Person of day   -  28 MAY 2024



Richard Reti was born in Pezinok, in the Austro-Hungarian Empire, in a family of a military doctor. Richard’s great grandfather, Elias Maria Reti, was a famous artist and his older brother Rudolph was no less renowned as a composer. Reti’s family valued culture above all and, naturally, most family members played chess. 

Richard enrolled in the mathematical faculty of Vienna University, where he was invited to play in the 1908 tournament that brought together all the strongest European masters. His chess “baptism” would have destroyed anyone else’s desire to continue- Reti won just 1,5 points out of 19. But the young player made the appropriate inference from his performance and his star began to rise soon after: a year later, he won a winter tournament in Vienna and another tournament in Trebic, after which Richard was a constant guest at the largest tournaments of his time. 

Richard successfully completed his studies, but World War I broke out at that moment. Under the terms of the Treaty of Trianon, Reti’s hometown was given to Czechoslovakia, where strong chess players such as Karl Gilg and Karel Hromadka lived. At its first Olympiad in 1927, Czechoslovakia came fifth and its leader came third at the first board. In 1925, Reti set a record of blindfold chess after performing on 29 boards.  

Reti won tournaments in Kosice in 1918, Rotterdam in 1919, Amsterdam and Goteborg in 1920, Teplice in 1922, Bratislava in 1925 and Vienna, Brno and Giessen in 1928 and he defeated Gyula Breyer and Max Euwe in individual contests. However, Richard’s greatest moment of fame came in 1924, when he defeated Capablanca at a time when the legendary Cuban had not stopped the clock for eight years and was considered invincible.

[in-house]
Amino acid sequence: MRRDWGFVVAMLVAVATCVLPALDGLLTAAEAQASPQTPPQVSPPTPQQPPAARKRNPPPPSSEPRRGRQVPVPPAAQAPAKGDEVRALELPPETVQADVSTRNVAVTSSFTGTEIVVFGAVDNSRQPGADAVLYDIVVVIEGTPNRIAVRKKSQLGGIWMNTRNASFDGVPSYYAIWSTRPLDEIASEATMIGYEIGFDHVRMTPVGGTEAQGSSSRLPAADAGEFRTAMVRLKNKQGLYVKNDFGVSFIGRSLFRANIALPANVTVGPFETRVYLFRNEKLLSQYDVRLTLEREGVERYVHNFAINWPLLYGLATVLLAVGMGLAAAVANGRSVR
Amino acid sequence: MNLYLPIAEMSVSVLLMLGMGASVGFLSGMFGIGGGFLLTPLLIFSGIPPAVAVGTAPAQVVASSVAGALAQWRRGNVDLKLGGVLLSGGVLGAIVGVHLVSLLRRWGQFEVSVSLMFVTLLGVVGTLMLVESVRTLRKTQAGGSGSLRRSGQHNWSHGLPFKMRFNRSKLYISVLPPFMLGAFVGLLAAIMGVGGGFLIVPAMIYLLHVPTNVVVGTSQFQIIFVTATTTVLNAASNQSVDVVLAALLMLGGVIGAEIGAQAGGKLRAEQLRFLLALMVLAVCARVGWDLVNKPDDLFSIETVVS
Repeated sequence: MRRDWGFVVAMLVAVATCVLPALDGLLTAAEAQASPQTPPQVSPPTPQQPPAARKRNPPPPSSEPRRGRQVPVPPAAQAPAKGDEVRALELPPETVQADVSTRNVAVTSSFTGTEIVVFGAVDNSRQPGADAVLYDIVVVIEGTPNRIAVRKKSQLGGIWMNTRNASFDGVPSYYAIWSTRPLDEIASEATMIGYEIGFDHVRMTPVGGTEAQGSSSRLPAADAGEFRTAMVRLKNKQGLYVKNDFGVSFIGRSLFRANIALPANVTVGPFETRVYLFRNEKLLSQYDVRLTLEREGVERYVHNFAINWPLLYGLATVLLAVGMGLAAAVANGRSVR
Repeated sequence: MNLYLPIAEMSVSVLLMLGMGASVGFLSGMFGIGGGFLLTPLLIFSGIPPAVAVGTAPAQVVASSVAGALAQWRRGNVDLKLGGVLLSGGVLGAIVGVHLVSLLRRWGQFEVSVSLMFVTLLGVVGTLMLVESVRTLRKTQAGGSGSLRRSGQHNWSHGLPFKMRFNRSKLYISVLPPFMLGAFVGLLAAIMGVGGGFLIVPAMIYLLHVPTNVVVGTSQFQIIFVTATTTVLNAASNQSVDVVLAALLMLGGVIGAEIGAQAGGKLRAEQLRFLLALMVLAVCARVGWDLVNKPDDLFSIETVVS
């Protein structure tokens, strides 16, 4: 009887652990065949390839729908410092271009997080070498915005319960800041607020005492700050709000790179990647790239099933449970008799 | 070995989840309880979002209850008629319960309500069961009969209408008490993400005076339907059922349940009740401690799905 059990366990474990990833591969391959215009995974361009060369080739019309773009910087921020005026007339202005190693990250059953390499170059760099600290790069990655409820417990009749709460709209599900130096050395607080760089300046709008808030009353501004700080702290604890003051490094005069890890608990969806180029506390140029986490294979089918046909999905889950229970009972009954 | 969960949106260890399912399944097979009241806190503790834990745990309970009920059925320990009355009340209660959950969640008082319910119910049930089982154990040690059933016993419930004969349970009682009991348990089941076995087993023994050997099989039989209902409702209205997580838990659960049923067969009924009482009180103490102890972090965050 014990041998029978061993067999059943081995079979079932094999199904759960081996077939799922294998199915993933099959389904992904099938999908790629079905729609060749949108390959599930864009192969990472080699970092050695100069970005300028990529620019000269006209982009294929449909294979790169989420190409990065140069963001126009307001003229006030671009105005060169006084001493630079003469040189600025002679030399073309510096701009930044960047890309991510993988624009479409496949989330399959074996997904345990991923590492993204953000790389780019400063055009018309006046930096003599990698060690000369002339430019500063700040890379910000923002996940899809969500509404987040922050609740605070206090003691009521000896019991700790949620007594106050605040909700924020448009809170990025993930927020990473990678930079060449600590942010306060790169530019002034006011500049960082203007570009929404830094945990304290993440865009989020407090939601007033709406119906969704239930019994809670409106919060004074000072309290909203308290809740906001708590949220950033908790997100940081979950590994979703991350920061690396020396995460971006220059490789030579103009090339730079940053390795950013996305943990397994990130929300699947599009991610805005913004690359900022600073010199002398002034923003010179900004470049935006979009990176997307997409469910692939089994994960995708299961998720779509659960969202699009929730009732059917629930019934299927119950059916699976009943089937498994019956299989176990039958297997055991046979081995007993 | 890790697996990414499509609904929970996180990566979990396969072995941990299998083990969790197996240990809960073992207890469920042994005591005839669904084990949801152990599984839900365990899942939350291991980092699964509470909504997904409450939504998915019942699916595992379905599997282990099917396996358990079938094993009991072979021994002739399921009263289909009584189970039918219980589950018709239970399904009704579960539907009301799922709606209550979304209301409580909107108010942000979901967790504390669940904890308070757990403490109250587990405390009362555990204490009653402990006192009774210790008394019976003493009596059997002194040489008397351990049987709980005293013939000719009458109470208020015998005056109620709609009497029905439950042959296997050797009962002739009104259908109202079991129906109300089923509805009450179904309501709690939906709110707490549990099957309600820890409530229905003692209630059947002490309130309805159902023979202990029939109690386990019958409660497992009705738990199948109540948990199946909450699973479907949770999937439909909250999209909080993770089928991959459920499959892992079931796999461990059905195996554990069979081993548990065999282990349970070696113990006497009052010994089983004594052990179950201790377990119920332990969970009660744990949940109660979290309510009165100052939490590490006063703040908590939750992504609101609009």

At the peak of his career, alongside Nimzowitsch, Reti was considered one of the classic founders of hyper-modernism because he promoted styles concentrated on pressuring the opponent’s centre. He has an opening named after him: it is a double fianchetto for White that was used by world champions Mikhail Botvinnik and Garry Kasparov and it is currently a fearsome weapon in the hands of Vladimir Kramnik. 

He is the author of several popular books, such as Modern Ideas in ChessModern Chess Textbookand Masters of the Chess Board

At the end of the 1920s, Richard Reti was justly considered one of the world’s strongest chess players, but he passed away prematurely after contracting scarlet fever. He is buried beside his father in Vienna. Reti Memorials are regularly held in Czech Republic alongside chess composers’ contests named after him- the master left many chess problems and studies behind him, the most famous of which is the manoeuvre of the king in a seemingly simple pawn endgame. 

Alexandre Alekhine: “Richard Reti was the only chess player who regularly amazed us in games with his unexpected designs.”